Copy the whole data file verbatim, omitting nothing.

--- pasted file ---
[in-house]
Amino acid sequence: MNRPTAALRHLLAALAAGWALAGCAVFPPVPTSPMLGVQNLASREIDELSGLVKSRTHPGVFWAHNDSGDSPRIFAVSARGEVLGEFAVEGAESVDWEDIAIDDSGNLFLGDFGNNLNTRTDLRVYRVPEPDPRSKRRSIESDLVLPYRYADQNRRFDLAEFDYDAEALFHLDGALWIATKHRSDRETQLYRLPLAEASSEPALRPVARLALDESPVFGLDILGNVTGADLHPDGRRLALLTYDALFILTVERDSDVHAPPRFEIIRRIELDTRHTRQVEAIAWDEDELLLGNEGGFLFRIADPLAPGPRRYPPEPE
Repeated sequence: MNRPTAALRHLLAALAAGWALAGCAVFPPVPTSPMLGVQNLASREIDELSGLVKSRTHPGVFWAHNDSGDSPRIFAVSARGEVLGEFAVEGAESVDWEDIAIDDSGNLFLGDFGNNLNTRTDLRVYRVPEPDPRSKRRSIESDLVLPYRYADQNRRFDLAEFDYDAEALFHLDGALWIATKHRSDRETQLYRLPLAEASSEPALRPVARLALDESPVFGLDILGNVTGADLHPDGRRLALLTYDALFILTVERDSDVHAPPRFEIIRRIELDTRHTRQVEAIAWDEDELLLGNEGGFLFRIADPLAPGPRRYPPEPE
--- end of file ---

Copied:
[in-house]
Amino acid sequence: MNRPTAALRHLLAALAAGWALAGCAVFPPVPTSPMLGVQNLASREIDELSGLVKSRTHPGVFWAHNDSGDSPRIFAVSARGEVLGEFAVEGAESVDWEDIAIDDSGNLFLGDFGNNLNTRTDLRVYRVPEPDPRSKRRSIESDLVLPYRYADQNRRFDLAEFDYDAEALFHLDGALWIATKHRSDRETQLYRLPLAEASSEPALRPVARLALDESPVFGLDILGNVTGADLHPDGRRLALLTYDALFILTVERDSDVHAPPRFEIIRRIELDTRHTRQVEAIAWDEDELLLGNEGGFLFRIADPLAPGPRRYPPEPE
Repeated sequence: MNRPTAALRHLLAALAAGWALAGCAVFPPVPTSPMLGVQNLASREIDELSGLVKSRTHPGVFWAHNDSGDSPRIFAVSARGEVLGEFAVEGAESVDWEDIAIDDSGNLFLGDFGNNLNTRTDLRVYRVPEPDPRSKRRSIESDLVLPYRYADQNRRFDLAEFDYDAEALFHLDGALWIATKHRSDRETQLYRLPLAEASSEPALRPVARLALDESPVFGLDILGNVTGADLHPDGRRLALLTYDALFILTVERDSDVHAPPRFEIIRRIELDTRHTRQVEAIAWDEDELLLGNEGGFLFRIADPLAPGPRRYPPEPE